By: Judge John L. Kiener
The period of significance listed in the Knob Creek Historic District designation is 1750-1799 and 1925 to 1949. The description of the “diamond-shaped” area stated that it included nearly 137 acres with Indian Ridge on the northwest, an unnamed ridge on the southeast, the Clinchfield Railroad on the southwest and State Route 137 on the northeast. The railroad tunnel in the district is currently the subject of replacement planning by the Tennessee Department of Transportation. In all likelihood, it will have an adverse effect on the historic nature of the property. Holley has written the following updates and corrections to the original Knob Creek Historic District Nomination Form –
Ruth Krouse House. It was not built in 1934 but in 1912 by Jacob Krouse, Margaret’s great uncle and brother of her grandmother Isabell Krouse Sherfey. He and his wife Martha Pritchett and children lived in the home until 1916 when Jacob built a weather board house to the left of the Krouse residence. The house has now been moved to another location. The original home was located near what is now the North Point Medical Building. A large spring on the property is bubbling up as a rough and wet place at the intersection of Oakland and Market Place Blvd.
The barn on the property was pushed over and burned. The same is true of other outbuildings on the property. The stone chimney for the log house built about 1800 was not the foundation for the home built in 1934. There was a log house that Margaret’s Uncle Jake lived in with his wife Martha Pritchett while building the Ruth Krouse home. Ruth was his granddaughter. The log house was a few feet to the west of the Krouse home. Ruth sold the log house to Charles Roller and he built another house out of the logs.
Ruth and her brother J. C. Krouse sold their land and buildings in about 1994. In 2013, they still live in Johnson City.
The Homer Sell House, now standing as a restaurant called Café Pacific, was built in about 1915. There was a shed roofed open barn that was torn down by the owner Dr. Donald F. Tarr.
Margaret comments that in the Genealogy & History article dated September 25, 2012 under “Property Abstract” the land description to the Bashor Mill states the real estate is on the water of Knob Creek & Indian Ridge with title granted to William Cox. From the book titled “NORTH CAROLINA LAND GRANTS IN TENNESSEE, 1778-1791” complied by Goldene Fillers Burger, the Cox property was not on Knob Creek. It was on Millers Creek.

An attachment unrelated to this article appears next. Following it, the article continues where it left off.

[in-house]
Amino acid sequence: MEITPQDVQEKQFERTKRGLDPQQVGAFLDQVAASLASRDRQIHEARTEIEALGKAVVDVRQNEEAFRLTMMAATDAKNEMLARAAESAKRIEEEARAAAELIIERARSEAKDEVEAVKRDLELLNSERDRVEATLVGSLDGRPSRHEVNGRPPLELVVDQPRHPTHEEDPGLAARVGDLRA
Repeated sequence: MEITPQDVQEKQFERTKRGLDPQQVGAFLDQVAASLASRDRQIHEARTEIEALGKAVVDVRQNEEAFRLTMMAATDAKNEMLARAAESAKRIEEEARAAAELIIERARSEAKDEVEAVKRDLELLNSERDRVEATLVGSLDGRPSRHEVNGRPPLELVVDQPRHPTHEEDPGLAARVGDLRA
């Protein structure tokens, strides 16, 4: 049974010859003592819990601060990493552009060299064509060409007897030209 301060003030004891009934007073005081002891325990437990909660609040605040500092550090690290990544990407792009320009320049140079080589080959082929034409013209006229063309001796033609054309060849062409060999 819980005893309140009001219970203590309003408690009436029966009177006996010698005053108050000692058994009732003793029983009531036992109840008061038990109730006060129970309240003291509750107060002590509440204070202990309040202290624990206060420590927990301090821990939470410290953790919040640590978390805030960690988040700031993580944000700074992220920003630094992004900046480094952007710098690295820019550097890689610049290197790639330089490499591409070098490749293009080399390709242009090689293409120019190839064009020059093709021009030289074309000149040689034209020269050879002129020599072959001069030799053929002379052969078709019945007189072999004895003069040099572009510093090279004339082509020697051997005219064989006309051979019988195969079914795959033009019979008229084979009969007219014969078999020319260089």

The initial Grant Number 512 of 400 acres to Charles Duncan was issued on November 10, 1784but was not entered until November 28, 1778 in Deed Book 69, Page 109 describing the property as “on Nobb Creek.” Subsequently, Duncan had a second land grant of 113 acres issued August 16, 1787 “on the waters of Knobs Creek” and recorded as Tennessee deed No. 496 (Grant Number 759).
The Historic Register Nomination Form says the house at the mill was built in 1915. It does not seem possible that the Henry Bashor children were born there since Henry and his wife left Tennessee sometime before 1866.
SOME OTHER PROPERTIES
The Charles Duncan House was built about 1785 with an addition in the 1930s. The present owners, George and Margaret Holley, restored the log house in 1995. Margaret’s mother, Mrs. John Sherfey, was not a resident of the Duncan log house in 1906. She arrived on Knob Creek after her marriage to John Sherfey in 1921. She died in 1991.
Charles Duncan’s daughter Stacy married James Melvin. Mary Duncan married William Melvin and Joel Duncan married Jane Melvin.
The Sell house build in the 1830s partially burned down in 1988. Later it was torn down. The location is now the parking lot of Kohl’s Store. Marian Sell is deceased.
The steeple on the Knob Creek Church of the Brethren was added in 1997 or 1998. The Church was built in 1904. Religion was important to the settlers. Many of the families were of German descent, including the Krouses and the Bowmans, who established the Church. The Knob CreekChurch of the Brethren was sometimes called the German Baptist Church. The congregation built a log house in 1834 to hold services, but that was replaced in 1905 by the present structure. Oak HillSchool, built in 1886, was moved to Jonesborough and is now used by the Heritage Alliance to give students an experience in 19th century education.
The Miller House, built between 1810 and the 1820s, and was owned by George W. Hamilton at the time of the nomination for Historic District status. The home was torn down but the house logs were saved by Hamilton’s son.
Danver Minga, owner of the Peter Bowman house on the date of the nomination, is now deceased. Robert Minga, owner, then allowed developers to tear down the house and barn.
The Bowman Cemetery is now cared for by the Knob Creek Church of the Brethren. The Carathers-Tester Cemetery is also known as the Duncan-Melvin Cemetery. It was established in the 1840s but today is not very well maintained. Charles Duncan is buried there.
Samuel Fain received a land grant in 1783. The location of Fain’s home is not known. His land grant was west of the Charles Duncan House. The reference to a Peter Baldwin’s house as “four-square” with a hip roof should be to Peter Bowman’s home. A later building, the Homer Sell House, combines the “four-square” and a bungalow to form a semi-bungalow house.